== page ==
# How to Model antenna as voltage source?

I heard that the antenna only receives POWER, not voltage. From this fact, I thought that the current will be 1 / (antenna resistance + load resistance). That is, the input power is constant. Let us define the transmit signal with power 50 Watt is $$s(t) = 10\cos(2\pi f_c t).$$ And we assume that the receiver receives the signal that is reduced a half of the transmit signal, i.e., the power of the received signal is 25 Watt.

Then, is the voltage source defined as $$v(t)=A \cos(2\pi f_c t)$$ such that $$\frac{\frac1T\int_T |v(t)|^2 dt}{R_{antenna}+R_{load}}=25$$ ?

Antennas have something known as their characteristic impedance. You can think of a antenna as a Thevenin or Norton source at this impedance.

A common dipole has around 75 Ω impedance at its intended operating frequency. A folded dipole has about 300 Ω impedance.

For example, if a 75 Ω antenna picks up a 100 µV signal, then you can think of it in two equivalent ways from the point of view of the circuit. It could be a 100 µV source with 75 Ω in series, or a 1.33 µA source with 75 Ω across it.

Note that the above only applies at the antennas intended operating frequency. The impedance can be very different at other frequencies. For example, a dipole as infinite impedance at DC, and a folded dipole 0. The impedance also become reactive (no longer purely resistive) at off frequencies.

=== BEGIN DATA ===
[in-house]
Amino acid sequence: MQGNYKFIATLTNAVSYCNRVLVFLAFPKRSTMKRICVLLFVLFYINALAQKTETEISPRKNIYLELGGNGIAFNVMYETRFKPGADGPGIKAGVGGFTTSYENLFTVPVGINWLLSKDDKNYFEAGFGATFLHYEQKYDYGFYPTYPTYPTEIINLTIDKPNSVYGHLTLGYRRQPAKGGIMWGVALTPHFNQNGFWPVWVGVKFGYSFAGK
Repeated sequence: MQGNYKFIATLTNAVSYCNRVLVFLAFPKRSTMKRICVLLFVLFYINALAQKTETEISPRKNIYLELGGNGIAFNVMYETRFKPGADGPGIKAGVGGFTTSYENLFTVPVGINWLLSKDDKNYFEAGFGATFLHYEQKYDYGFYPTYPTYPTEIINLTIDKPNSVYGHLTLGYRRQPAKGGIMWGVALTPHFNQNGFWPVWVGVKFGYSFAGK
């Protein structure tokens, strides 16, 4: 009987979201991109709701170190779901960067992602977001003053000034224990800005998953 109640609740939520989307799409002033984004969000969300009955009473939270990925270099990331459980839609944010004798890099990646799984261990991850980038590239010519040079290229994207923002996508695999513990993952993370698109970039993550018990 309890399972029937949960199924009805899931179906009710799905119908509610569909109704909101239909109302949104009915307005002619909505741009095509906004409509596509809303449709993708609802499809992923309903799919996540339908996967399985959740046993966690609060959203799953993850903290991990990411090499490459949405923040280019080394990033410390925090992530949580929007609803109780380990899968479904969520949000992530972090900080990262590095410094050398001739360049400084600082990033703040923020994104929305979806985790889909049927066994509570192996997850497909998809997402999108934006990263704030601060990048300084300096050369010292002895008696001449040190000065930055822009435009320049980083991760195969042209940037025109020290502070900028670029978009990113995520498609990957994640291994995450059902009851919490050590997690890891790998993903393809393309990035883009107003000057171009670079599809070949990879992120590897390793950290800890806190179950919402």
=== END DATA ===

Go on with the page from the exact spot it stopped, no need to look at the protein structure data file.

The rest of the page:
• It follows from the last para that you can crudely model the antenna as a voltage source followed by a series RLC resonant circuit, with R around 75 or 300 ohms, and LC chosen to approximate the tuned frequency of the antenna (via their product and a well known equation for frequency) and its bandwidth (via their ratio, R, and a well known equation for Q). – Brian Drummond Sep 28 '17 at 12:00
• I want to know how to model the voltage source as 100 uV. Actually, I am considering that received signal's power is transmit signal's powerKd^(-alpha), where K is a constant regarding to antenna and so on, d is distance between tx and rx, and alpha is attenuation factor, normally 2 to 8. In this case how to decide the voltage source is 100 uV! Can you explain this? :) – God Danny Sep 29 '17 at 2:59
• Actually, I am studying wireless communication, so I usually dealt with the received signal power which is calculated from channel and transmit power. However, recently, I am studying on simultaneous wireless information and power transmission (SWIPT) system, so I want to know how much voltage signal value the antenna makes. – God Danny Sep 29 '17 at 3:02

An antenna impedance is key to being able to extract the best signal given the incident power. For instance a monopole looks like an impedance in series with a resistance of about 37 ohms when it is a quarter wave long. At other frequencies it changes its impedance dramatically: - The "height" mentioned in the diagram is in fact monopole length and not the distance a particular antenna is placed above ground.

So, at about 0.05 wavelengths, the antenna resistance is virtually zero but the impedance is -j1000 ohms (capacitive). At one quarter $\lambda$ the impedance looks resistive 37 ohms (although in this picture it is hard to see).

The voltage received at the terminals is proportional to antenna length and the E-field present. This is one of the reasons why an antenna at higher frequencies receives less power - the length of the antenna (assumed to be at a constant ratio to $\lambda$) defines how much power it can capture and this reduces with increasing frequency.